I heard her voice echoing in my head when I was asked to write a letter on behalf of one of my clients. This week the schools I represent needed me to write a letter to their parents, assuring them that schools are still a safe place for students. Many of the children are terrified that school officials will turn them or their families into the police. Families are afraid of being torn apart. Principals told me that students are afraid they will go home to find their parents gone, leaving them with nowhere to go and no one to care for them.

Confrontation makes me afraid, discrimination, more so. There are times when taking a stand is more than the right thing to do – it is the only thing to do. So, I’m standing. For my daughter’s friends who call America their home. For children who are now afraid of our police and our school officials. For parents who want nothing more than to give their children a better life. For families who wave our flag and, in spite of injustice, smile when they speak of liberty and justice for all.


In Uncategorized on April 18, 2010 at 9:05 pm

Every once in a great while, you get the privilege of being part of something that is bigger than you could have ever dreamed… more hopeful than your best expectations… more holy than a prayer. Yesterday was one of those days.

Yesterday more than 100 volunteers from all over the Valley came together to help Kitchen on the Street serve more than 1,600 people at three events taking place at two school campuses in greater Phoenix. If you were walking in my shoes, you’d know the miracle of that statement.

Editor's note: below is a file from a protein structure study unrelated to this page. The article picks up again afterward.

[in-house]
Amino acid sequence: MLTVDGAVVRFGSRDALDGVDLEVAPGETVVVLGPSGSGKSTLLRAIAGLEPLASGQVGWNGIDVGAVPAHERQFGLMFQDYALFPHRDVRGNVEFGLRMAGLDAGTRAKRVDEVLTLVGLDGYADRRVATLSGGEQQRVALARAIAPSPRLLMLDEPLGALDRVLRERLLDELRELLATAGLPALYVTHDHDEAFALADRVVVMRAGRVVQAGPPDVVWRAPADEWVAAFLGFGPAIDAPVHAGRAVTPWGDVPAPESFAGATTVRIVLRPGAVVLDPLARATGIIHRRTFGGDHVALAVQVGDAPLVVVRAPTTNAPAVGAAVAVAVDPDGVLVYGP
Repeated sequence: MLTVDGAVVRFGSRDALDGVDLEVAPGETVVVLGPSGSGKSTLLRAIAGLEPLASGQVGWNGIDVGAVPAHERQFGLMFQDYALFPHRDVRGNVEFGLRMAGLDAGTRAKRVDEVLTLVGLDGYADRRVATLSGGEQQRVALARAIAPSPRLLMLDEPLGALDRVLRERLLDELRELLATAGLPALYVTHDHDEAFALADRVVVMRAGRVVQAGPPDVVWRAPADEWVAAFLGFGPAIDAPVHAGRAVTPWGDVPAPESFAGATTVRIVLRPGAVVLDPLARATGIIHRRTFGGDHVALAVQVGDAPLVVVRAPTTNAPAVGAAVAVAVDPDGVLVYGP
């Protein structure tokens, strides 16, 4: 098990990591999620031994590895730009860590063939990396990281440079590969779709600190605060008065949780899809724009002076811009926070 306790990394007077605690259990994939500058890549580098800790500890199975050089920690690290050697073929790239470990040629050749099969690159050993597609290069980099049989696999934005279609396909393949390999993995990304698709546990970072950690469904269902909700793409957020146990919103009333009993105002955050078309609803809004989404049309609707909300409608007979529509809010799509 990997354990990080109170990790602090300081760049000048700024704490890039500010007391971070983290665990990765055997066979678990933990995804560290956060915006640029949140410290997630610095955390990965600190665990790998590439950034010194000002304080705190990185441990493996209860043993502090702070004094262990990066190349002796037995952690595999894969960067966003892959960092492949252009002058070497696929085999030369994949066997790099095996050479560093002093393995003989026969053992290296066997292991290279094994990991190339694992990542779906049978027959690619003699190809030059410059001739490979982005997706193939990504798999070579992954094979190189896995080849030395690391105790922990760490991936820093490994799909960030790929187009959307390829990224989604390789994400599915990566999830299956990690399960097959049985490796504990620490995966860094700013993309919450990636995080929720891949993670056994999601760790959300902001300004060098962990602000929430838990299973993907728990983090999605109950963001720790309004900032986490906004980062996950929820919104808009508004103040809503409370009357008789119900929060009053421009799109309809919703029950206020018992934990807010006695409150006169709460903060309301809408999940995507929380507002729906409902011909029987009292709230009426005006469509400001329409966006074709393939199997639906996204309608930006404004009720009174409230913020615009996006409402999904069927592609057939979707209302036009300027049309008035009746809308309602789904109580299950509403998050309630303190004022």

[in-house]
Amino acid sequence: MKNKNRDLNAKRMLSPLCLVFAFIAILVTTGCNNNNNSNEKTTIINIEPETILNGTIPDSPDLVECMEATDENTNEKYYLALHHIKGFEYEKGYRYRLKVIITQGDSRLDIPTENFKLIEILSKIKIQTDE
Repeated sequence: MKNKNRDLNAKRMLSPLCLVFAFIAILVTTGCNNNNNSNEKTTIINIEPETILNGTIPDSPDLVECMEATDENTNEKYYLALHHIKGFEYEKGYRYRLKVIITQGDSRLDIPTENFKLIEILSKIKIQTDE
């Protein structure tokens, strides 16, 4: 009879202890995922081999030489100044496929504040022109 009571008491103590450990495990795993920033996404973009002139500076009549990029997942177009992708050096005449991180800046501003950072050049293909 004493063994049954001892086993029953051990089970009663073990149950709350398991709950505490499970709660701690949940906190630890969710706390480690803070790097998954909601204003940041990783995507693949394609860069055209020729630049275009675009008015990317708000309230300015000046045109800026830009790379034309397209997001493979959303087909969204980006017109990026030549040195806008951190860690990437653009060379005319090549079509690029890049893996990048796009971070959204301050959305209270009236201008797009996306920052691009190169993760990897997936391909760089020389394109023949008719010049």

Three years ago, Kitchen on the Street started because my dear friends, Lisa and Vince Scarpinato, listened with their hearts as my husband, Dennis, shared the story of a little girl at one of his schools who went hungry at nights and on weekends. A few days before Dennis died, they emailed us, telling him not to worry anymore about the little girl – they would be feeding her and other kids like her.

What began as a handful of neighbors packing food for 15-20 kids each week in Lisa and Vince’s backyard has turned into an all-volunteer agency feeding more than 300 kids every week in nine Valley schools. Our first year of operation, we brought in roughly $7,200 in donations and provided 4,600 meals. We just closed our third year with roughly $70,000 in donations… more than 45,000 meals distributed… and thousands of lives touched with the love of Christ in the process.

Yesterday I had the privilege of seeing some of their faces. We worked in collaboration with St. Mary’s Food Bank, the largest food bank in Phoenix, to distribute 12 pallets of food. More than 225 families lined up more than an hour before the distribution began, waiting to receive bags of fresh produce for their families. I had the opportunity to look into the eyes of mothers – their eyes shining with gratitude for the opportunity to feed their children. And I watched as little children played together while waiting in line, their faces filled with hope because our volunteers were there to extend help in the name of Christ. As the last person went through the line, we discovered we had provided food to at least 1,000 people – many of them children.

More than 225 families lined up to receive fresh food distributed by Kitchen on the Street, in collaboration with St. Mary's Food Bank.

For many families, this food distribution is a lifeline.

Kitchen on the Street volunteers distribute bread, salad, squash, and other fresh food that is often beyond the reach of families living in poverty.

There were as many children as adults in the line, waiting to receive food.

Fresh food given by hands extended in the name of Christ.

The hope was palpable as moms left with food for their families.

An hour later, I was at another event on the same campus. Humana Healthcare had sent 30 volunteers to help us pack 600 bags of food for our Bags of Hope program distributed in local public schools. Many of the volunteers had brought their children and I was able to share stories with them of some of the children they would be feeding as the result of their effort.